Chemical reactions, such as those that occur when you light a match, involve changes in energy as well as matter. Societies at all levels of development could not function without the energy released by chemical reactions. In 2012, about 85% of US energy consumption came from the combustion of petroleum products, coal, wood, and garbage. We use this energy to produce electricity (38%); to transport food, raw materials, manufactured goods, and people (27%); for industrial production (21%); and to heat and power our homes and businesses (10%).1 While these combustion reactions help us meet our essential energy needs, they are also recognized by the majority of the scientific community as a major contributor to global climate change.
Useful forms of energy are also available from a variety of chemical reactions other than combustion. For example, the energy produced by the batteries in a cell phone, car, or flashlight results from chemical reactions. This chapter introduces many of the basic ideas necessary to explore the relationships between chemical changes and energy, with a focus on thermal energy.
The chemical bond is simply another form of energy, and its strength is indicated in exactly the same units as any other process involving energy. That is, in joules (or kilojoules) – or, when taken on a molar basis, in J/mol or kJ/mol. All of the principles involving energy we have examined up to now apply to bond energies exactly as they do to all other forms of energy: that is, energy may change form or be absorbed or released, but it cannot be created or destroyed. The energy of a chemical bond is indicated by the bond enthalpy, taken by convention to be the energy required to break a chemical bond. The same energy is released when a chemical bond is formed. Given that a chemical reaction involves breaking some bonds and making others, the enthalpy change for a chemical reaction can be estimated by analyzing the bonds broken and formed during the reaction. While this procedure gives an estimate of the overall enthalpy, it should be noted that a far more precise method involves using enthalpies of formation; the fact that there can be significant differences between, for example, an O–H bond in water and that in acetic acid accounts for the discrepancy in calculating ΔH using bond enthalpies versus the use of enthalpies of formation.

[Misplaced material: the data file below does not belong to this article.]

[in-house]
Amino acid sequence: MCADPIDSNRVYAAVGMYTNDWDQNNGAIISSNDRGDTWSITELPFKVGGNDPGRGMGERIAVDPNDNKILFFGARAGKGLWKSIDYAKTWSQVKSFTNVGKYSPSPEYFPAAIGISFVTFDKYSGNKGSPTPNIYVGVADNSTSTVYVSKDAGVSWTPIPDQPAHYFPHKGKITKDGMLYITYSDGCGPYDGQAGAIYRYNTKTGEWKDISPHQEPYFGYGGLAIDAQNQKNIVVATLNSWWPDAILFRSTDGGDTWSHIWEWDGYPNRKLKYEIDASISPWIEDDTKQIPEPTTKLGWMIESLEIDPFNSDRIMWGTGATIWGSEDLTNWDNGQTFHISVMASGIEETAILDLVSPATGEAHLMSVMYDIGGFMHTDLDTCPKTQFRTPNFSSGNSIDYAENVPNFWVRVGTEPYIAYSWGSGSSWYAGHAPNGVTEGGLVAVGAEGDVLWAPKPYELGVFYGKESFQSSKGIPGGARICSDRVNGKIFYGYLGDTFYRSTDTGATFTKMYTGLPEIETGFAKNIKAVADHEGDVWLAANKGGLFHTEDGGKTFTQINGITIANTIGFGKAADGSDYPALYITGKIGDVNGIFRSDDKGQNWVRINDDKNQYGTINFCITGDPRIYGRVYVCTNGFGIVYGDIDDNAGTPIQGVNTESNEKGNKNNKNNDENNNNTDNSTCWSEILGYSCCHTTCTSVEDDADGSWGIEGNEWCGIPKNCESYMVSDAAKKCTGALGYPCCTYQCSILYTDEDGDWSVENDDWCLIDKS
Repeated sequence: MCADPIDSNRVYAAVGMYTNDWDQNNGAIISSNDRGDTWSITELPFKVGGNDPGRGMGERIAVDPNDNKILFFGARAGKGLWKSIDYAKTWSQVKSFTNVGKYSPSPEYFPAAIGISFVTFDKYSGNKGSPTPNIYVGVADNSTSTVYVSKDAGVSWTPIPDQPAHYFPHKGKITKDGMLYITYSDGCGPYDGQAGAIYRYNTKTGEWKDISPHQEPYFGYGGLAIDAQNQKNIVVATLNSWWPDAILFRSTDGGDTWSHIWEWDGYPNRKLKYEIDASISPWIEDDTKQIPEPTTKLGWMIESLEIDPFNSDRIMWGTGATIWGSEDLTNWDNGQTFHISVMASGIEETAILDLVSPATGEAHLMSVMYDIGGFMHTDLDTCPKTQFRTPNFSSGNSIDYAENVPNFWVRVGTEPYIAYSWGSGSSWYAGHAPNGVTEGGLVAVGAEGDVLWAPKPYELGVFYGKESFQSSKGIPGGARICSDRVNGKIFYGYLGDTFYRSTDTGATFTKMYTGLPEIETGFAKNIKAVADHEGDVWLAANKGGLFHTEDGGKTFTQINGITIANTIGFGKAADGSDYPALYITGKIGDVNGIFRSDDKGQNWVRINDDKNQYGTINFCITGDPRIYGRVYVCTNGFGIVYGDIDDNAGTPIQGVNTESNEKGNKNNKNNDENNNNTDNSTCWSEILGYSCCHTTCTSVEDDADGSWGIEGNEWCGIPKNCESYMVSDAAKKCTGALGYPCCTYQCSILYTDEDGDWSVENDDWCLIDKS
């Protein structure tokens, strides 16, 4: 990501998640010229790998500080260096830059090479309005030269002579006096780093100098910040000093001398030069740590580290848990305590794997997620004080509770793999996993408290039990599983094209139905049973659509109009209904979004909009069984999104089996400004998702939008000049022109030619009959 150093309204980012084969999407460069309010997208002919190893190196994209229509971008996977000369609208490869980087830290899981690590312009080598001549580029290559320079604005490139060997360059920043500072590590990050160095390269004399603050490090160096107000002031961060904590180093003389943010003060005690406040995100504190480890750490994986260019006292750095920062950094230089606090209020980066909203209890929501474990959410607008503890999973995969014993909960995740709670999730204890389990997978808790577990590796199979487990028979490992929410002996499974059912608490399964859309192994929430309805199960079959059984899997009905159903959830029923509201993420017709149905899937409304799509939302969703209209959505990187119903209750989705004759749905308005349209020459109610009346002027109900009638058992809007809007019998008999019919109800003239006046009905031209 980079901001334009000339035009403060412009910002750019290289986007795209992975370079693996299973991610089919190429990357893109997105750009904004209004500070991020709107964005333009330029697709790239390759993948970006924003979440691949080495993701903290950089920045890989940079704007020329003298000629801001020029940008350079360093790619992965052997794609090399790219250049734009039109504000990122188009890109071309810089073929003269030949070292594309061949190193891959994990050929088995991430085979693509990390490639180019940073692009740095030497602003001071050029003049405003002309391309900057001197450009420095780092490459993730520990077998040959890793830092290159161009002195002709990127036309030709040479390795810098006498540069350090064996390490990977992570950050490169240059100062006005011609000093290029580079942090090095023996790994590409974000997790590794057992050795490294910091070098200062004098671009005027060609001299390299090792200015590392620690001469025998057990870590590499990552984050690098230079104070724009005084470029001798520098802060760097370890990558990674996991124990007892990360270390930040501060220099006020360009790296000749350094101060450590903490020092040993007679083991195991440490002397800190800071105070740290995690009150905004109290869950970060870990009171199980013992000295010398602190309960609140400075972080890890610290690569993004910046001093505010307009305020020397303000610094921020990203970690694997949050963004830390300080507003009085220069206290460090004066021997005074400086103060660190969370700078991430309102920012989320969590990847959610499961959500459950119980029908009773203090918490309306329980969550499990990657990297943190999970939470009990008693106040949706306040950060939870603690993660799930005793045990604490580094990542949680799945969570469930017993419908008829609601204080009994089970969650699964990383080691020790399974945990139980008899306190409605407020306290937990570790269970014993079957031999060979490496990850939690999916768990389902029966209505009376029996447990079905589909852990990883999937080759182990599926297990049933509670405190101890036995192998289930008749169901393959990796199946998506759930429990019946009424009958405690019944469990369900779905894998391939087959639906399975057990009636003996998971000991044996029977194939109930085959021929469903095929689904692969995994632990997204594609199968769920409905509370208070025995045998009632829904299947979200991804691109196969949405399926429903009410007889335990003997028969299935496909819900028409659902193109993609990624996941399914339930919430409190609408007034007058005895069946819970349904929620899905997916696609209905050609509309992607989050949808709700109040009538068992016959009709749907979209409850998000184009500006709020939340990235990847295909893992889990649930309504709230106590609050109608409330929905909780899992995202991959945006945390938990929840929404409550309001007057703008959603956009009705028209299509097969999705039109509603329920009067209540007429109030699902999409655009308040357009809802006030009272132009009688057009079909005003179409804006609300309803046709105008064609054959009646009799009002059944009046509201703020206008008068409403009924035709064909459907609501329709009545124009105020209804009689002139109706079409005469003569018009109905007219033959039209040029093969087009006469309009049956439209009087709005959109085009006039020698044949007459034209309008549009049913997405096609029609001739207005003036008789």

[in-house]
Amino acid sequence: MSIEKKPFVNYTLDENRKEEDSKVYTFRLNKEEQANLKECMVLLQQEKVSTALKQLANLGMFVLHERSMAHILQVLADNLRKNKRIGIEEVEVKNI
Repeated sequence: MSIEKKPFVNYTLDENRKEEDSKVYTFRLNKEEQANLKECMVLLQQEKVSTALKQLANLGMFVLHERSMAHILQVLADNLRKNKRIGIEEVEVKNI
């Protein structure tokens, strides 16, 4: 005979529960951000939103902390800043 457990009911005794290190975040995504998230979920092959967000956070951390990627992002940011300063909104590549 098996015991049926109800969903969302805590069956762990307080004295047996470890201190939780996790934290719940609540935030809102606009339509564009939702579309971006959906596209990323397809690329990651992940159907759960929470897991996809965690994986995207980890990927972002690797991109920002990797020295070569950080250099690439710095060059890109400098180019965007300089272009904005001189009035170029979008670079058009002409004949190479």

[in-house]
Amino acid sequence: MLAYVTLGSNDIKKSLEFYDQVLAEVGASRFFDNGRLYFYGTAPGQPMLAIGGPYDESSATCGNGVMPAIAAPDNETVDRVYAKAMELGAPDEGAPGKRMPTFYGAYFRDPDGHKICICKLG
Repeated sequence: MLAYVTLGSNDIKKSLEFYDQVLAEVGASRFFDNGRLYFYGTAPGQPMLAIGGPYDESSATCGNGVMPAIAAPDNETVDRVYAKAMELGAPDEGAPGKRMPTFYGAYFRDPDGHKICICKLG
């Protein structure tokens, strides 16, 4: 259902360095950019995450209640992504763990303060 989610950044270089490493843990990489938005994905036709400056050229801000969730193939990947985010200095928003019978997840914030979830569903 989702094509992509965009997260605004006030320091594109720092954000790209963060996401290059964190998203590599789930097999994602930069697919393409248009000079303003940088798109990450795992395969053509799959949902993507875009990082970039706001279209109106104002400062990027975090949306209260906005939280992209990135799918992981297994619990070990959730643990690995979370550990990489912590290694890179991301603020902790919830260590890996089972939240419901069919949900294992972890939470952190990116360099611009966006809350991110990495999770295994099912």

- 1 US Energy Information Administration, Primary Energy Consumption by Source and Sector, 2012, http://www.eia.gov/totalenergy/data/monthly/pdf/flow/css_2012_energy.pdf. Data derived from US Energy Information Administration, Monthly Energy Review (January 2014).